Introduction: A Comparison of Insurgencies
In this paper I will highlight similarities of the Nicaraguan insurrection of 19781979 and the Iraqi insurrection of 2004. I provide an examination of the Nicaraguan insurrection as an event that produced widespread nationalist sentiment and produced contradictory political effects on the Sandinista government that subsequently emerged in 1979. I will use the parallels between the historical insurrection in Nicaragua and the current insurrection in Iraq to suggest that nationalism is an important motivation for Iraq's Shiia and Sunni insurgencies against U.S. and coalition forces. I will also use the Nicaraguan precedent to draw some conclusions about the likely role of nationalism in Iraq if the Iraqis eventually manage to expel the Americans and the coalition. In this paper I will necessarily emphasize the similarities between Iraq in 2004 and Nicaragua in 1978, but I will also take account of important and obvious differences. The critical similarity is the widespread emergence of civilian militias that sustain coordinated attacks against an occupying army.
The civilian militia is a fighting force that has no loyalty to a state, in contrast to armies or police, which are controlled by a government. The civilian militia constitutes a "self-acting, armed organization of the population," according to V. I. Lenin (Lenin 1970:11). Lenin believed that class interest motivates the armed insurrection. However, an examination of the Nicaraguan insurrection and the Iraqi insurrection will illustrate how communities carry out insurrections by employing a complex mixture of discourses about citizenship and community membership. Discourses of identity are employed to sanction individuals, pressuring citizens to demonstrate their loyalty to the community in the face of occupation by an overwhelming military force. The powerful sanctions employed by insurrection leaders are taken from religious discourse, notions of kinship and/or tribal affiliation, discourses of ethnic group identity, gender identity, and class. In the course of an insurrection, variegated identity discourses are synthesized, producing a nationalist amalgam that represents "a people," a collective body that clamors for self-rule. Hence, insurrections are situations in which communities create and build their awareness of being part of a nation. Cobbled together from available traditions and discourses of community identity, nationalist discourse emerges in the course of popular uprisings.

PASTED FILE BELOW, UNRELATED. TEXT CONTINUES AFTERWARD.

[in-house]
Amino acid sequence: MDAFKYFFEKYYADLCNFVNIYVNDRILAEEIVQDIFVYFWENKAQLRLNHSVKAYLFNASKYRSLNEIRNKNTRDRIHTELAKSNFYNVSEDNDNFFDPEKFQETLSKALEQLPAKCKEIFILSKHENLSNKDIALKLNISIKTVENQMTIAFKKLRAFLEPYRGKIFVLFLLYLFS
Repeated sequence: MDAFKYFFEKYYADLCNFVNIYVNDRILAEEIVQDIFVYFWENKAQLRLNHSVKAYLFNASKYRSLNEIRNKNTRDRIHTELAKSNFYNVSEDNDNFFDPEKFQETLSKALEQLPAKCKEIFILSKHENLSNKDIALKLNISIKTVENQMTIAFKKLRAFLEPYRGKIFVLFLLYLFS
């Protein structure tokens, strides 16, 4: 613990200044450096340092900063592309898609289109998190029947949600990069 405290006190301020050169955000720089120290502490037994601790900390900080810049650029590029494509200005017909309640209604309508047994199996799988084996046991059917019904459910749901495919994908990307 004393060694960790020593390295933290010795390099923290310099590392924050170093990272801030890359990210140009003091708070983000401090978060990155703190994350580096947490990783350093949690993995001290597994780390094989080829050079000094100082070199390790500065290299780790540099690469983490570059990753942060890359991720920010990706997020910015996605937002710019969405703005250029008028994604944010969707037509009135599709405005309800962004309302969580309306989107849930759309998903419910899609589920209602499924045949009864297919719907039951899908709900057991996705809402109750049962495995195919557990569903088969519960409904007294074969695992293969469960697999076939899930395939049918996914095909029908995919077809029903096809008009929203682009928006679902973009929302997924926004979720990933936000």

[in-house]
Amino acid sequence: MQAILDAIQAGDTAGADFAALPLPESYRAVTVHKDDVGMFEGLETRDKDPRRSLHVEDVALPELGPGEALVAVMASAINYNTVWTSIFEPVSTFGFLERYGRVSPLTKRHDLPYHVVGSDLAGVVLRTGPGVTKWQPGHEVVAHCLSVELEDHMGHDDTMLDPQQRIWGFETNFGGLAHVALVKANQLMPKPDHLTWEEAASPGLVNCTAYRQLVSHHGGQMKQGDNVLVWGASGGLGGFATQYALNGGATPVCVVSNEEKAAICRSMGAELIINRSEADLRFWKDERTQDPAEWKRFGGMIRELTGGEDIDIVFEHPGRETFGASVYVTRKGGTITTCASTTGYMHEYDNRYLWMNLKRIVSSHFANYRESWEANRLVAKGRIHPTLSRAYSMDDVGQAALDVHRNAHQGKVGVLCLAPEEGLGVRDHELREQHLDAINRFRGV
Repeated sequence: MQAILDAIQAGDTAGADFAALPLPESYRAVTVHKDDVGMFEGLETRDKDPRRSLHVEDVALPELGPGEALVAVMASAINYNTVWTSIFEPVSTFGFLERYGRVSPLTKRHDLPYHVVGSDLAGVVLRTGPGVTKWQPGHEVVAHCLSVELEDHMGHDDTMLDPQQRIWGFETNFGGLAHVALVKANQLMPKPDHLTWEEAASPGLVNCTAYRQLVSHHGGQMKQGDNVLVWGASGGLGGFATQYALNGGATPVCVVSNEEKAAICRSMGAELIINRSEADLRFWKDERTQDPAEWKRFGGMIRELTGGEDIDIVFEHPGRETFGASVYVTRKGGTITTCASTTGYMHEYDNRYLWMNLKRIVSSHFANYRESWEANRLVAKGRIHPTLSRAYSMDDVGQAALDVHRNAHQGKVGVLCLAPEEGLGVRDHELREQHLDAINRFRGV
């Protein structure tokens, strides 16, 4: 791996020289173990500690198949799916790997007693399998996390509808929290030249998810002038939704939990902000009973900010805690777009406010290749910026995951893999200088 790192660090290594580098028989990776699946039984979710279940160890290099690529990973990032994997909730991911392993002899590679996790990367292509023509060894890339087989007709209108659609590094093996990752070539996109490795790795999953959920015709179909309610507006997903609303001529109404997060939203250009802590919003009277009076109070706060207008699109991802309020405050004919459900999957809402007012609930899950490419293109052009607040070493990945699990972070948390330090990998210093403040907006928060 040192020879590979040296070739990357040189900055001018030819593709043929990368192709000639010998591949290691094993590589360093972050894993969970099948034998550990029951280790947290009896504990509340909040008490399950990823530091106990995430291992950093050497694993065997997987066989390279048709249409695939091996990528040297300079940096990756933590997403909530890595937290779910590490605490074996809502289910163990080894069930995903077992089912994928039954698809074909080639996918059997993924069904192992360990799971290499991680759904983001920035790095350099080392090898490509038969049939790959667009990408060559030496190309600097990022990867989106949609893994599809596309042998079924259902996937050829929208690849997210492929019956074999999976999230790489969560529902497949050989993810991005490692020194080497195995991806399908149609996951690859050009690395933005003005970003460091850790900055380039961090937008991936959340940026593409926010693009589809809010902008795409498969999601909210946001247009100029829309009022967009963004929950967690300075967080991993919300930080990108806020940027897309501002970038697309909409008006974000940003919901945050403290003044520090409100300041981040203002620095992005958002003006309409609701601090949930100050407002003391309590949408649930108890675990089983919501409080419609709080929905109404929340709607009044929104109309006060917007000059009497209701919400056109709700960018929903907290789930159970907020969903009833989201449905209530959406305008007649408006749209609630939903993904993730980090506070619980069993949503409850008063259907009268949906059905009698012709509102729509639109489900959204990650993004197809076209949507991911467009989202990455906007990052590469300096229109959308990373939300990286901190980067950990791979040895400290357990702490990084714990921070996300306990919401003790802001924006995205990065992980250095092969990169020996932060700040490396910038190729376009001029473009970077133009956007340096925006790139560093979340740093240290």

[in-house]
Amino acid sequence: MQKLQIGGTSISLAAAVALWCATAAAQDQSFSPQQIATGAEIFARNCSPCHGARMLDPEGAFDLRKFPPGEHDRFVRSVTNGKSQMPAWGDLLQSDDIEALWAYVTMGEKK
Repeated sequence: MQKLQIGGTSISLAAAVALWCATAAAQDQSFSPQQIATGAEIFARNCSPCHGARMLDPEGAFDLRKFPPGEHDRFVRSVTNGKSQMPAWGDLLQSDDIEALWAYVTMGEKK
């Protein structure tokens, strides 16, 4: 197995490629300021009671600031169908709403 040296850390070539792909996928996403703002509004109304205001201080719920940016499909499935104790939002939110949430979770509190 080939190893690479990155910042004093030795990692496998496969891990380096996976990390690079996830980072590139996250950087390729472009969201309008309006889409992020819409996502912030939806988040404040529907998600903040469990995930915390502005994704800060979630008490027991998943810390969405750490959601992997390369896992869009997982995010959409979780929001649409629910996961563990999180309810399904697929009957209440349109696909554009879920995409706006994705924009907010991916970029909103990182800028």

In the case of Nicaragua, I will focus on the insurrection of Monimbo that took place in the city of Masaya in February of 1978. The Monimbo insurrection was a reaction to the murder of Pedro Joaquin Chamorro, a political moderate and famous opponent of the Somoza dictatorship. Hence, the Monimbo insurrection was the most purely "nationalist" uprising in the Nicaraguan revolution, with relatively little influence from the Marxist ideology of the Frente Sandinista de Liberacion Nacional [known as the FSLN or Frente Sandinista]. To say that the Monimbo insurrection was purely "nationalist" means that the participants were motivated by discourses about their collective identity, and they did not share any kind of common political program or design for a postrevolutionary state. Subsequent to the insurrection, the Monimbo leaders were recruited by the FSLN and were awarded the status of FSLN militants, with rank as military commanders in the guerrilla organization. As a result, civilian militias came under the influence of the Marxist-Leninist political program of the FSLN, an insurgent organization with intentions of becoming a state with a formally constituted government.
The case of Iraq is dissimilar in many ways, but there are also similarities to Nicaragua. In Iraq, the insurgencies are divided among Sunni and Shiia organizations, whereas Nicaragua's 1978 insurgency was uniformly Roman Catholic in religious outlook. …